The Role of Transforming Growth Factor Beta in Hepatic Encephalopathy Pathogeneis
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Hepatic encephalopathy (HE) is a neurological complication that arises due to liver dysfunction and is associated with increased circulating ammonia and a systemic immune response. Treatment paradigms have attempted to minimize the metabolic and inflammatory consequences of liver failure. However, investigations into the specific cell signaling mechanisms between the liver and brain that induce these pathological processes are currently lacking. Both TGFβ1 and Shh are known to be upregulated in the liver and present in the circulation following liver damage. These studies employed the azoxymethane (AOM) model of acute liver failure in mice, the bile duct ligation (BDL) model of minimal HE in rats, and patients with liver cirrhosis who had HE to study cell signaling and pathological processes present during HE. Studies of specific cellular signaling mechanisms were performed in isolated primary neurons and immortalized brain endothelial cells. All pharmacological manipulations of hedgehog signaling, TGFβ signaling, and clodronate-liposome depletion of microglia were performed in AOM mice. Gli1 was upregulated in AOM, BDL, and HE patient cortices. Shh was upregulated in the liver and serum during HE, but had no effect on neurological decline. Liver TGFβ1 signaling was upregulated and had increased expression in cortical neurons. TGFβ1 suppressed neuronal Gli1 via SMAD3. The use of neutralizing antibodies against TGFβ generated neuroprotection during HE. The BBB was disrupted during AOM-induced HE and neutralizing antibodies against TGFβ significantly reduced permeability. Studies using bEnd.3 cells found that TGFβ1 suppressed Claudin-5 and increased MMP9 through a SMAD3-dependent mechanism. Depletion of microglia with clodronate liposomes in AOM mice was protective. Cortical CCL3/CCR1 axis signaling was elevated during HE and was reduced with neutralizing antibodies against TGFβ. Also, treatment with neutralizing antibodies against TGFβ reduced microgliosis and microglia activation. CCL3 KO mice had no changes in neurological decline compared to wild-type mice. Elevation of Gli1 or suppression of TGFβ1 was neuroprotective during HE. TGFβ1 increased BBB permeability and generated microglia activation and microgliosis during HE though this effect was not through the CCL3/CCR1 signaling axis. Gli1 or TGFβ1 may be therapeutic targets for the treatment and management of HE.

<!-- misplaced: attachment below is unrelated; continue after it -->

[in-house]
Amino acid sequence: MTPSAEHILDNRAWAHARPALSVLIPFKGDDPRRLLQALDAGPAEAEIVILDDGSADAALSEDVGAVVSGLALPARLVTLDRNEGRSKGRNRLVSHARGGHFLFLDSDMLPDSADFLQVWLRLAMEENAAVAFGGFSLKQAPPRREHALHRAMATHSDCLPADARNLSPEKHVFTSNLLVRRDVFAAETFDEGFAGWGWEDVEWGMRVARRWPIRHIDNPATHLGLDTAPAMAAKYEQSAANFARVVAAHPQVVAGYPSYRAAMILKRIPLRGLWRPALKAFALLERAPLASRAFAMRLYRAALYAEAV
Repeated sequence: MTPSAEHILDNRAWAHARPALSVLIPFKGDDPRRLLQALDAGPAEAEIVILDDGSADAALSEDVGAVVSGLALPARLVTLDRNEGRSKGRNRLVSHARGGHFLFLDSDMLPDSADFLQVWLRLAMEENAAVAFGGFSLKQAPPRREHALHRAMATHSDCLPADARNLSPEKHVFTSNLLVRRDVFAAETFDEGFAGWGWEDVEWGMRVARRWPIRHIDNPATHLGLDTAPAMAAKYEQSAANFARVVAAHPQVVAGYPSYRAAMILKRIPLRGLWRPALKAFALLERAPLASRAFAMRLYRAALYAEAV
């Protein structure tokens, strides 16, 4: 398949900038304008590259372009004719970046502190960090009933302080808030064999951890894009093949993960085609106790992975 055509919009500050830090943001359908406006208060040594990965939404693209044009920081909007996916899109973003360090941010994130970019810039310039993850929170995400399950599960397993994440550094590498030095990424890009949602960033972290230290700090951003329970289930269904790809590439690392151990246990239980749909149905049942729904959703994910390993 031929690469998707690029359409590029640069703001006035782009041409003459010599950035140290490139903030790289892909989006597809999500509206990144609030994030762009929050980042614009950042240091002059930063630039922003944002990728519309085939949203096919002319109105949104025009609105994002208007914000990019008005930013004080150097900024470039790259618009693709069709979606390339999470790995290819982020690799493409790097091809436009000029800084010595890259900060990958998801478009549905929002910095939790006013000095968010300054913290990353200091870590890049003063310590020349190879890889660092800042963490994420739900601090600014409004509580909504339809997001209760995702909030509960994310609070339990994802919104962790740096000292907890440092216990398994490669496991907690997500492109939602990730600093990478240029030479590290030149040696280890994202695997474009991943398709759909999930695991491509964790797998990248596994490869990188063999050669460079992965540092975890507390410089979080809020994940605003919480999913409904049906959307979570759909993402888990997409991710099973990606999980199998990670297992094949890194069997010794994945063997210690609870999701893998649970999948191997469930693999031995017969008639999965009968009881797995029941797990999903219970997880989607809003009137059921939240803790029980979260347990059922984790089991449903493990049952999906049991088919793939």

McMillin, Matthew Alexander (2013). The Role of Transforming Growth Factor Beta in Hepatic Encephalopathy Pathogeneis. Doctoral dissertation, Texas A & M University. Available electronically from